Finally, my most fervent hope is that those of you at home, reading this blog, who might otherwise experience Muslims only through the prism of mainstream media, have come away with a more balanced perspective. Muslims are conservative and modern, righteous and carefree, black and white and all shades in between. They laugh and cry and love their families and sometimes get angry and usually feel badly afterward. They want to learn and grow, and they also want to share and give. They eat and sleep and shop and watch TV and read the news. They go to school, to work, to visit their families. They have a vast range of clothing, and of ideas. They disagree about their politics ~ and about their religion. They are just like ... the rest of us. They have been my caretakers, friends and family here. I have learned to second-guess my assumptions, to appreciate our commonalities, to recognize when I'm being played by those whom my fear would serve well.

I hope I have shared all of this adequately with you.

Saturday, October 23, 2010

Shameless self-promotion.

This afternoon at the dar chebab I asked three of my favorite "little" girls ~ Hind, Imane and Houda ~ to say something on film for me to bring home so I can remember them. (Click the photo above to watch the video.) How cute are they?!? Basically, they're saying that I'm like their sister, their teacher, their mother, and that when I go home I am to say hello to my friends, my mother and father and brother from them.

We had a good afternoon. My three little girls and I oohed and aahed over some new Arabic books we've received from the U.S. embassy, then they drew me some pictures while a couple of high-school girls dropped in to review their formal English lessons from the past week; then my little friends, inspired by the "big" girls, asked for an English lesson of their own.

Then I chatted awhile with my new friend Malika, who's won the green card lottery and is moving to Seattle in a couple of weeks. I'm so worried about her ~ her English is not at all good enough to survive on her own in the States, and while she says she has friends there, she's a bit vague and I suspect they are merely loose connections. I had to show her where Seattle is on a map, and she was visibly shocked by how far it is from New York. I hope she will find at least a few Americans who are as patient and kind with her as the bulk of Moroccans have been with me here; but, especially considering the current xenophobic anti-Muslim fervor over there ... well, I fear what's in store for her is not the paradise she imagines.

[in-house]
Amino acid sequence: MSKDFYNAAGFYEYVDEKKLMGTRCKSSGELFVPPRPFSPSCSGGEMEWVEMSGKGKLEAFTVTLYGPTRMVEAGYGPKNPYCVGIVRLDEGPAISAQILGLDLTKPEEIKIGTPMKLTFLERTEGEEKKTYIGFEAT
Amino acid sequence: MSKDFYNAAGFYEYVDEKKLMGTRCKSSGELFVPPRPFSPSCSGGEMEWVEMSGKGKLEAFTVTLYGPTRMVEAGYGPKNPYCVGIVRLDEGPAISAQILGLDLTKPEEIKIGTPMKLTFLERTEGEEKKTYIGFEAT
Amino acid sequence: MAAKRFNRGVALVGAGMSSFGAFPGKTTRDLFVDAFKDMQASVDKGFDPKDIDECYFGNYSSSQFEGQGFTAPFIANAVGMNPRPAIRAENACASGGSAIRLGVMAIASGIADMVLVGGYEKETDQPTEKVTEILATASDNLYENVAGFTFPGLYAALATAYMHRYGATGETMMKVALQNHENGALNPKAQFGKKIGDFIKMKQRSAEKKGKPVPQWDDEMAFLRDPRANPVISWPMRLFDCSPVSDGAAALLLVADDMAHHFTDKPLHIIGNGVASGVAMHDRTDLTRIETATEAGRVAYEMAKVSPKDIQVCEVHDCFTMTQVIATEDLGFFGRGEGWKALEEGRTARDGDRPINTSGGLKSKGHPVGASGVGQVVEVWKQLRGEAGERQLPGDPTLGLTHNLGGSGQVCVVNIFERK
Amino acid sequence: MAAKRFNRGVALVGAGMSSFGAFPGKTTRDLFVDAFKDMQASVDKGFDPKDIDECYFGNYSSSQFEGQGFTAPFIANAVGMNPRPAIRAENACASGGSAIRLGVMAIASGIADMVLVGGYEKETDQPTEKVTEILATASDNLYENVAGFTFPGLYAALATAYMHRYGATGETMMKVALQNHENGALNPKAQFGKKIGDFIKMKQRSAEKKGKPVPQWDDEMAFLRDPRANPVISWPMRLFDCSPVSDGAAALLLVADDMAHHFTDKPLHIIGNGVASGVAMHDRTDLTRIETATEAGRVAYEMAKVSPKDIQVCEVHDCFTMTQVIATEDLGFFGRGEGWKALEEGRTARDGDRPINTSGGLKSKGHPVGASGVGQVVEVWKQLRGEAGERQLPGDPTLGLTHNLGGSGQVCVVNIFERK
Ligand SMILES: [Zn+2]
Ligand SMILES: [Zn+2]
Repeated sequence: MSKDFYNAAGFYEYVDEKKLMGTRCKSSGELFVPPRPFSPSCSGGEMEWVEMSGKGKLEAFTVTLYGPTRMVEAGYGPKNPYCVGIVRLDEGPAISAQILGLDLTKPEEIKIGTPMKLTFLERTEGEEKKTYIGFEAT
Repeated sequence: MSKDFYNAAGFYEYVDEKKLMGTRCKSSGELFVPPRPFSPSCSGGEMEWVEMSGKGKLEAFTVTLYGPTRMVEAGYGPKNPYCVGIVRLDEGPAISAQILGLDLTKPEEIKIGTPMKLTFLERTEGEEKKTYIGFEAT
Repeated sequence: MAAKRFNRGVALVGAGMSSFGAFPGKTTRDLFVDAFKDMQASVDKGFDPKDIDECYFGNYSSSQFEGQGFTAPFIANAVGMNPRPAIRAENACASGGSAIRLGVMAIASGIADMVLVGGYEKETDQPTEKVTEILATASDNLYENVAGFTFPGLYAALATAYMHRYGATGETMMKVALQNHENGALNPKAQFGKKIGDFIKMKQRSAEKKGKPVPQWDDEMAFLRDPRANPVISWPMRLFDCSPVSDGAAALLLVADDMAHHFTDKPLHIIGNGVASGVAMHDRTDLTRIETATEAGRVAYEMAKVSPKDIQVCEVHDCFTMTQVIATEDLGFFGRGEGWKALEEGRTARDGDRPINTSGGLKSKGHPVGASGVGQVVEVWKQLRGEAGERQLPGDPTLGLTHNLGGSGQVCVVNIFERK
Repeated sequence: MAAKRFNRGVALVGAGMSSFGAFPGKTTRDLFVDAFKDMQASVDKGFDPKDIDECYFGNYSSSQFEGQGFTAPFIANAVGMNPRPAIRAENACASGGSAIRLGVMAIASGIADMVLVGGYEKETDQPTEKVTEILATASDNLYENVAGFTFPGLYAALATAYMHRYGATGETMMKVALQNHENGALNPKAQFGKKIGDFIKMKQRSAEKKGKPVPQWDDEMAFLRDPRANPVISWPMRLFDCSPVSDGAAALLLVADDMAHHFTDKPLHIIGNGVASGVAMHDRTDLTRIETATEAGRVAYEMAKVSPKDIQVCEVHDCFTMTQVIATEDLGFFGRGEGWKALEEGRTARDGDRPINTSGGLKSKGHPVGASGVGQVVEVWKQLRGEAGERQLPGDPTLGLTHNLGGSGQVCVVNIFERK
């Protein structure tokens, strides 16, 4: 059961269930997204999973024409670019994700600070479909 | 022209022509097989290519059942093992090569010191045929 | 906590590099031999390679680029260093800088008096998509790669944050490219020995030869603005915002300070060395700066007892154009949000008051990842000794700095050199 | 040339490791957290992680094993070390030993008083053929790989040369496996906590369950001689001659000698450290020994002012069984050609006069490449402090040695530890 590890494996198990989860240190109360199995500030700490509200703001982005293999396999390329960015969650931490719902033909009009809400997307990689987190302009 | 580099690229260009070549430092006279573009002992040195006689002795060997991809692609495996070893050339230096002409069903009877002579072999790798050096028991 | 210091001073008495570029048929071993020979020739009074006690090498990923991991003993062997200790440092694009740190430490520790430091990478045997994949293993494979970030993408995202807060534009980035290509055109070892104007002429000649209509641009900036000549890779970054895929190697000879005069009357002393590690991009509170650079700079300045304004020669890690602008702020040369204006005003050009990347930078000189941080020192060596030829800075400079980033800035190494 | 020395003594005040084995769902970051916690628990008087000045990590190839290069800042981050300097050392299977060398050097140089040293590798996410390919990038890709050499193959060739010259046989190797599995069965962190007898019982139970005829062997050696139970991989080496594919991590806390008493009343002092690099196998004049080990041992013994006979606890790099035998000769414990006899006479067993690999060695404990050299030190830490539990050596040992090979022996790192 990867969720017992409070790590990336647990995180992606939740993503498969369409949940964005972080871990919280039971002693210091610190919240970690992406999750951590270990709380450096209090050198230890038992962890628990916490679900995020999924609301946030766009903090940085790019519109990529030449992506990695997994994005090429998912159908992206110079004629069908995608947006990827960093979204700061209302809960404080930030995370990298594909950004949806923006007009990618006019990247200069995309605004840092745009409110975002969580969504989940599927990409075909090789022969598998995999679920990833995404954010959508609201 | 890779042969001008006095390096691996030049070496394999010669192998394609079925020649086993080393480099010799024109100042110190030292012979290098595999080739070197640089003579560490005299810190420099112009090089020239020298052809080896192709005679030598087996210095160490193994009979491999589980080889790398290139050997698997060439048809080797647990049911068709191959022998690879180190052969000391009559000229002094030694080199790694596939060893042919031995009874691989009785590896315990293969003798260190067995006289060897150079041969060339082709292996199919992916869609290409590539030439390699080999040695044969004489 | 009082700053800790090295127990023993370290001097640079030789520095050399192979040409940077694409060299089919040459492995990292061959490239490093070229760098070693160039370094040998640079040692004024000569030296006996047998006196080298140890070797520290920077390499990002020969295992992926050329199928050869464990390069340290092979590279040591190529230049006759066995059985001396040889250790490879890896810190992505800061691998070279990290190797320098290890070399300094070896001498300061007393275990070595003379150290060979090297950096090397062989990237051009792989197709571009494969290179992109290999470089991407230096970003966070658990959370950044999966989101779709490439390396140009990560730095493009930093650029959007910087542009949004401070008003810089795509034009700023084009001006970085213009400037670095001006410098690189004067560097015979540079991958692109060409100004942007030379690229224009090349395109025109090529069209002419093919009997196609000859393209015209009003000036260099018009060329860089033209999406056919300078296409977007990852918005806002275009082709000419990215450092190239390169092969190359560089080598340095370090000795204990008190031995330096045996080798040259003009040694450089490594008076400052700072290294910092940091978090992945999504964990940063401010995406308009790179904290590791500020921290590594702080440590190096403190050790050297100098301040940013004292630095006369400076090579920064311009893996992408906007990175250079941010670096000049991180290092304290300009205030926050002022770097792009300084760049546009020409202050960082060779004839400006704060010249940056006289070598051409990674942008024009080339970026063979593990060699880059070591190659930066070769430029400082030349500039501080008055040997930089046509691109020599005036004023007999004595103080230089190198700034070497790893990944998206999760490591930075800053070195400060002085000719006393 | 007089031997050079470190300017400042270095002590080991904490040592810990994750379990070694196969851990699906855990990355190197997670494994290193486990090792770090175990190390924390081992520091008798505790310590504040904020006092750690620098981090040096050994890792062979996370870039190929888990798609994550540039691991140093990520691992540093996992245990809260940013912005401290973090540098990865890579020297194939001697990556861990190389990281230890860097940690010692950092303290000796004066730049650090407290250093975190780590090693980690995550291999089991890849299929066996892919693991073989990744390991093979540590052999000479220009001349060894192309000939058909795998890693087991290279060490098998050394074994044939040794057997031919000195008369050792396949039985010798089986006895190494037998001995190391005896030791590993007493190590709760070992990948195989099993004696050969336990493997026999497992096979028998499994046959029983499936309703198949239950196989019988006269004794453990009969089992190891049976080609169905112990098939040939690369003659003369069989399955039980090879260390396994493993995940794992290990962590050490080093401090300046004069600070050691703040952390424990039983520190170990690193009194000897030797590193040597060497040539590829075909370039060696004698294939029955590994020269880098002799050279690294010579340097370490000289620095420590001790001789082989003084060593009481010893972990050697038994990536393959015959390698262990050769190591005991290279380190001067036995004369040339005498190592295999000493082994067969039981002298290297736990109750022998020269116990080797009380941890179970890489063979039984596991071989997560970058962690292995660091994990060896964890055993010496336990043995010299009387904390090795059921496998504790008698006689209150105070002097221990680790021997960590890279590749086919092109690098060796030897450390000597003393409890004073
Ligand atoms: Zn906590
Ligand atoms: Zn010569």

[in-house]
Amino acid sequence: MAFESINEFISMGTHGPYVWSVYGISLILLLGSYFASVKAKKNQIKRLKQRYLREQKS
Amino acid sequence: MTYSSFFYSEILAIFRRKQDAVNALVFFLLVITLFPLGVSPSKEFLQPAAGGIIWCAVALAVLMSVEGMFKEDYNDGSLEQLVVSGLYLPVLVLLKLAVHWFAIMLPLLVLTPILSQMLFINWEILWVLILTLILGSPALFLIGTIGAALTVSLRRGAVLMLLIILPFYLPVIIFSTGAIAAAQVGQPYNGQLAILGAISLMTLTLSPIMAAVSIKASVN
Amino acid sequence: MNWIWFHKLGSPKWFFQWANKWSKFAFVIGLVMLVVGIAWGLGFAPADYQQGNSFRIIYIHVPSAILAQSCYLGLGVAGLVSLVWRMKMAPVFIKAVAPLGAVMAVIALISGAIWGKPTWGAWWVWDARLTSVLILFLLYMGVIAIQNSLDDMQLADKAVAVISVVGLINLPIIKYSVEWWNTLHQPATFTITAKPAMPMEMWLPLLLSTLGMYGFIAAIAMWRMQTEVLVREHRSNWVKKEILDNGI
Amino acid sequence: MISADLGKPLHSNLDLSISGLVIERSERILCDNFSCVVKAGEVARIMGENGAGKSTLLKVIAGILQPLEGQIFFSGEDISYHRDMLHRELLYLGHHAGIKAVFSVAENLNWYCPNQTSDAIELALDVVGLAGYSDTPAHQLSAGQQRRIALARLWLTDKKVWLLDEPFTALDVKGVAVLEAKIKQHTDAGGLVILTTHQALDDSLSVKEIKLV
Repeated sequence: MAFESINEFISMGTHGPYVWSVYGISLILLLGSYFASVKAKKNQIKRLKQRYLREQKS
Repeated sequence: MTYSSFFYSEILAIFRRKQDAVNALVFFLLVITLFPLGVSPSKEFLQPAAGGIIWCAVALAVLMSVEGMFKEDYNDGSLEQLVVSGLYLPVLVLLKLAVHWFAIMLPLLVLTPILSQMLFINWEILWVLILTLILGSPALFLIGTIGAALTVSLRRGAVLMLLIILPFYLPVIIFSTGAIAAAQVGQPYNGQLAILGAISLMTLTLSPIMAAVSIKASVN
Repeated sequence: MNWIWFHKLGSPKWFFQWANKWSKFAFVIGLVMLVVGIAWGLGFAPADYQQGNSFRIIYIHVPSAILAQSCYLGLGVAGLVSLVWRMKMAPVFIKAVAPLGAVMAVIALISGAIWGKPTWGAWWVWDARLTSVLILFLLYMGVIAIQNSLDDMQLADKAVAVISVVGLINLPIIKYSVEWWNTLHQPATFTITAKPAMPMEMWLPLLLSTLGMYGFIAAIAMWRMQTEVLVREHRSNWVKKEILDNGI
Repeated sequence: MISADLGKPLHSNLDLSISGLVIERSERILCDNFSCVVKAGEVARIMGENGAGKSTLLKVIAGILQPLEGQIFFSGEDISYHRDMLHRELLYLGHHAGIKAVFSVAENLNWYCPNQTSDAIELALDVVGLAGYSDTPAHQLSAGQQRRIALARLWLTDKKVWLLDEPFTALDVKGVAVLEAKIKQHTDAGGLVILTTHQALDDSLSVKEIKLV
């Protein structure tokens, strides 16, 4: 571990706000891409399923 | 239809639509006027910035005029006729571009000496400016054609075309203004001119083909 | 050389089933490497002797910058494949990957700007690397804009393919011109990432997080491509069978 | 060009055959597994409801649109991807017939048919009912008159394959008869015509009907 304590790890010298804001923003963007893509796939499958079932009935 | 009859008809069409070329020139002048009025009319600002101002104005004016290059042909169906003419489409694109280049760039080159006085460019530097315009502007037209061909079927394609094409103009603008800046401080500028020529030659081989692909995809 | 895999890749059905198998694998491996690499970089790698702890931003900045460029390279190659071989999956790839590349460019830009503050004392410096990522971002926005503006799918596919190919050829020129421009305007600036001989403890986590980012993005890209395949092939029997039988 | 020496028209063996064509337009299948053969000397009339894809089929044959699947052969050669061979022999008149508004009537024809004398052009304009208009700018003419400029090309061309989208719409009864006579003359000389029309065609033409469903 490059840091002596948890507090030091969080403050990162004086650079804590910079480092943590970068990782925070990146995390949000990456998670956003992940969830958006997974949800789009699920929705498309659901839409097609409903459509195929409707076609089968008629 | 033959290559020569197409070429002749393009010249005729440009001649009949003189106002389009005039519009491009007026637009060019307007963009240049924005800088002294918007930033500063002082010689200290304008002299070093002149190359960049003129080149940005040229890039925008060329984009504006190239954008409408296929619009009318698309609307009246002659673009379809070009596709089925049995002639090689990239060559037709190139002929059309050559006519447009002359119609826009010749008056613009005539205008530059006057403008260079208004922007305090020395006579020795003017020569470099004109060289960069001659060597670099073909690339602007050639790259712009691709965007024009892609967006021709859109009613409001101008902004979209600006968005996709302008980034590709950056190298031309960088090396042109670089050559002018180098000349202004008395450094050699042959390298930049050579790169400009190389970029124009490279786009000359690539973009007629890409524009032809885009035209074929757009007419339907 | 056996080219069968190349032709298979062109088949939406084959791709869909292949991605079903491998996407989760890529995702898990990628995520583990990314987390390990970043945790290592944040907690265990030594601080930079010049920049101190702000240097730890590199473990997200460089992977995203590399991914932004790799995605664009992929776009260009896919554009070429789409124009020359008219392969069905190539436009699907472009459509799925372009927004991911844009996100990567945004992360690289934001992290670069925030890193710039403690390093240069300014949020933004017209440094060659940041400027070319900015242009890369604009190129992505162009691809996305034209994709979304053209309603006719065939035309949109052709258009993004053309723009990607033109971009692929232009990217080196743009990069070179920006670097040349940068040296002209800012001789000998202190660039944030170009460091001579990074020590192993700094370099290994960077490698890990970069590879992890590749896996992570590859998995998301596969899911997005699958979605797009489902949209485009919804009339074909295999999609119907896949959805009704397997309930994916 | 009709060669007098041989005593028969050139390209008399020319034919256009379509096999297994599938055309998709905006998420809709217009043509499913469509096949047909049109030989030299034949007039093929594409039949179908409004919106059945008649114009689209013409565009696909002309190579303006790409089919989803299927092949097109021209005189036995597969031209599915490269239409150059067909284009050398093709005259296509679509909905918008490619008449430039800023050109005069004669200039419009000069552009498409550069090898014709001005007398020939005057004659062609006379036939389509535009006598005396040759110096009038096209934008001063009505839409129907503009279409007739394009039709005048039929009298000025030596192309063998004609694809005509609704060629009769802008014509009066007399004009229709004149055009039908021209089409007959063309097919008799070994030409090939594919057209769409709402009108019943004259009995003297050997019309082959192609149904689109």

News feed

Speaking of the anti-Muslim fervor, here's a great new site created in honor of Juan Williams: Muslims Wearing Things (wow! they're just like us ~ imagine that!)

Morocco Pushes for Law Against Gender Abuse, Child Labor

Observatory created to improve image of Moroccan women in media

Friday, October 22, 2010

More on moudawana.

A poster describing moudawana reforms in Arabic, Tashelheit and French

Yesterday we organized what likely was my last event here in the village, welcoming Tafoukt Souss, a women's rights association in the nearby city of Agadir, for an afternoon discussion of Morocco's relatively new moudawana laws. You might remember me mentioning moudawana a few times before. It's an issue close to my heart here, a long campaign that has produced laws giving Moroccan women far more rights in marriage, family, property and divorce.

The average woman here knows about the reforms, but often doesn't know what they specifically govern. A few brief highlights:

* Both women and men must be 18 to marry legally. (There are exceptions, but the girl and her parents are supposed to agree.)
* A woman can conduct her own marriage contract, without approval of a male relative.
* The legal requirement that a woman must obey her husband has been eliminated.
* The division of marital property is to be determined by a written contract between the wife and husband.
* Polygamy is allowed only if both the first wife and a judge authorize it.
* Divorce can be made official only in front of a judge (a husband can no longer simply say, "I divorce you," and leave a woman without a home or money)
* A mother with custody of her children has a right to housing in the event of divorce.

Zahara and Khadija fielding questions.

Khadija and Zahara, our two new friends from Tafoukt Souss (it means "sun of the south" in Tashelheit, the local indigenous, pre-Arabic language), are simply my newest heroes here. Forget your assumptions about Moroccan or Muslim women being submissive or second-class. This duo is sassily passionate about educating all women about their rights and responsibilities as full citizens and marriage partners. They were relaxed, confident and funny ~ and they brought out all of these qualities in my small crowd of sometimes shy women and girls, who quickly opened up and had an intimate conversation about their changing roles in their changing world.

After the event, Khadija, Zahara and I went home with Saadia, one of my favorite women in the village, who is holding together her household just fine without the deadbeat who left her after she gave birth to their third daughter (no sons). She wants to get a divorce but can't get the necessary papers. Thanks to this convergence of the right connections and the right information at the right time, she now has access to a legal support network.